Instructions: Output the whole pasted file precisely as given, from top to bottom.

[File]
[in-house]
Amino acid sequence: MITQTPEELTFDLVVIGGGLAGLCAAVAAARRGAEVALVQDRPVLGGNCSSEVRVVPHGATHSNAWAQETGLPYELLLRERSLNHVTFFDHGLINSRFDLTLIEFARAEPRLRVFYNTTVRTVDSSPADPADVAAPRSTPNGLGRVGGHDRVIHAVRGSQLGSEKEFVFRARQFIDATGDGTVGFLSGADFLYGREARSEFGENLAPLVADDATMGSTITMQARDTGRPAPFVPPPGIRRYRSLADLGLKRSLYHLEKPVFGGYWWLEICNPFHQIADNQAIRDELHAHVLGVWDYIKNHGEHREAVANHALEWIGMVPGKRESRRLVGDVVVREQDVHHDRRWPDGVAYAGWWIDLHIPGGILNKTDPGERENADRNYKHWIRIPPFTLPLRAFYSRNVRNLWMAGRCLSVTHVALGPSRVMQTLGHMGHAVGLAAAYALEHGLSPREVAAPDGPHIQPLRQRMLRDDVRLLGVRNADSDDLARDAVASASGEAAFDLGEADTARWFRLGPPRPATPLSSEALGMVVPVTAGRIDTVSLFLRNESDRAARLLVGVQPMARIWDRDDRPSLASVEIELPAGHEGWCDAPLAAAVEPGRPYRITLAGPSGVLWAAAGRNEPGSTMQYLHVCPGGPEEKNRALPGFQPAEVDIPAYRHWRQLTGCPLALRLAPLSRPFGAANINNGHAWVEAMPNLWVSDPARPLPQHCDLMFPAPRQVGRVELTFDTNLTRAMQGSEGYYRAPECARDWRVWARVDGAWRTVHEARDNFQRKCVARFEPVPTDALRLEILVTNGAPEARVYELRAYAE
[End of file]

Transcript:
[in-house]
Amino acid sequence: MITQTPEELTFDLVVIGGGLAGLCAAVAAARRGAEVALVQDRPVLGGNCSSEVRVVPHGATHSNAWAQETGLPYELLLRERSLNHVTFFDHGLINSRFDLTLIEFARAEPRLRVFYNTTVRTVDSSPADPADVAAPRSTPNGLGRVGGHDRVIHAVRGSQLGSEKEFVFRARQFIDATGDGTVGFLSGADFLYGREARSEFGENLAPLVADDATMGSTITMQARDTGRPAPFVPPPGIRRYRSLADLGLKRSLYHLEKPVFGGYWWLEICNPFHQIADNQAIRDELHAHVLGVWDYIKNHGEHREAVANHALEWIGMVPGKRESRRLVGDVVVREQDVHHDRRWPDGVAYAGWWIDLHIPGGILNKTDPGERENADRNYKHWIRIPPFTLPLRAFYSRNVRNLWMAGRCLSVTHVALGPSRVMQTLGHMGHAVGLAAAYALEHGLSPREVAAPDGPHIQPLRQRMLRDDVRLLGVRNADSDDLARDAVASASGEAAFDLGEADTARWFRLGPPRPATPLSSEALGMVVPVTAGRIDTVSLFLRNESDRAARLLVGVQPMARIWDRDDRPSLASVEIELPAGHEGWCDAPLAAAVEPGRPYRITLAGPSGVLWAAAGRNEPGSTMQYLHVCPGGPEEKNRALPGFQPAEVDIPAYRHWRQLTGCPLALRLAPLSRPFGAANINNGHAWVEAMPNLWVSDPARPLPQHCDLMFPAPRQVGRVELTFDTNLTRAMQGSEGYYRAPECARDWRVWARVDGAWRTVHEARDNFQRKCVARFEPVPTDALRLEILVTNGAPEARVYELRAYAE